|Shades of grey|
|Monday, 18 July 2011 00:00|
The government's decision to appeal the Supreme Court judgment appointing two former judges to supervise the Special Investigation Team (SIT) on black money, hasn’t come a day too soon. As this newspaper has argued before, it is true the government needed to be goaded into action on many important cases —the 2G investigation which never gathered momentum till the Court stepped in is a good example. In other cases, such as the safety of those working in sewers, the government’s inaction is what forced the Court to step in—on Thursday, the Court ordered safety equipment to be mandatorily given to sewer workers. There are scores of other such cases where the Court has stepped in, as it should, when it felt justice was not being served.
What makes the black money SIT judgment unique is that the Court will now get involved in the day-to-day running of affairs. The SIT will be in charge of all investigations and prosecutions in black money — among other things, this would, involve taking a look at double taxation avoidance agreements (DTAAs) that the government signs with other countries, something most agree is hardly the jurisdiction of the courts. Interestingly, while the Court seems to be of the view that such DTAAs are helping the flows of black money to overseas destinations, in the Azadi Bachao Andolan case in 2003, a two-judge bench of the Court upheld the Indo-Mauritius DTAA. In that case, the Court said its job was to decide what the law was, and to apply it, not to make it.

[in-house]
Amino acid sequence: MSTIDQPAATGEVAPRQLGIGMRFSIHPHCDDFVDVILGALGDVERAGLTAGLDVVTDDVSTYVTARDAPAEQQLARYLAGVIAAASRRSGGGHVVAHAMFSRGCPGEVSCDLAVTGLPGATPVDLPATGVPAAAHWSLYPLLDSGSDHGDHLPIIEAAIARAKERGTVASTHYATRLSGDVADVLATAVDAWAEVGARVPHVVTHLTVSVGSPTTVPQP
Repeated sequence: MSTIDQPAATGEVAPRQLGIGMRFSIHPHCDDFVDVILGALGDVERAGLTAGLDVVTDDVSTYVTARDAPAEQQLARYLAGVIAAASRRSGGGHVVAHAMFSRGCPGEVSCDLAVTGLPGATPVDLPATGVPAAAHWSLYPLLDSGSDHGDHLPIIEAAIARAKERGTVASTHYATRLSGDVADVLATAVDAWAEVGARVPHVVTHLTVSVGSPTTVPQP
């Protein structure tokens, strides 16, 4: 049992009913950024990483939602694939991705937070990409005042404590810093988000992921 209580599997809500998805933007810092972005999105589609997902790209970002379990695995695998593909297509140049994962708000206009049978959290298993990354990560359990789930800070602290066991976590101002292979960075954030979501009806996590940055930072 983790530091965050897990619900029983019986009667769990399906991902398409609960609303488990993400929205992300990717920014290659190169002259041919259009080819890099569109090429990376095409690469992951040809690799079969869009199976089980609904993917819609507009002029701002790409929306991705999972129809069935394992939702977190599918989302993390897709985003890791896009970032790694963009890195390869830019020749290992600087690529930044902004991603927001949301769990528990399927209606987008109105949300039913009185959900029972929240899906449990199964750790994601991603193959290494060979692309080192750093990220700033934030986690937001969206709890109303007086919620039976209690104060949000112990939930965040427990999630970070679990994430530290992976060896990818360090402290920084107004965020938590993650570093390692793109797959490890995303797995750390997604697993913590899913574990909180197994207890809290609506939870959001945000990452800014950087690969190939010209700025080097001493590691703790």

Whether the Court will be sympathetic to the appeal remains to be seen. Current indications are that it will not. While delivering the verdict on the rights of sewer workers, the Court came down heavily on those who thought the courts were being activist and said it was those people who were being elitist and status quoist. And giving an indication of the way it felt, the Court said, “If the sugar barons and the alcohol kings have the fundamental right to carry on their business and to fatten their purses by exploiting the consuming public, have the Chamars … no fundamental right to earn an honest living …?” The government’s new counsel, now that the Solicitor General’s resignation has been accepted, has a tough job ahead.
|Last Updated ( Wednesday, 30 November 2011 17:21 )|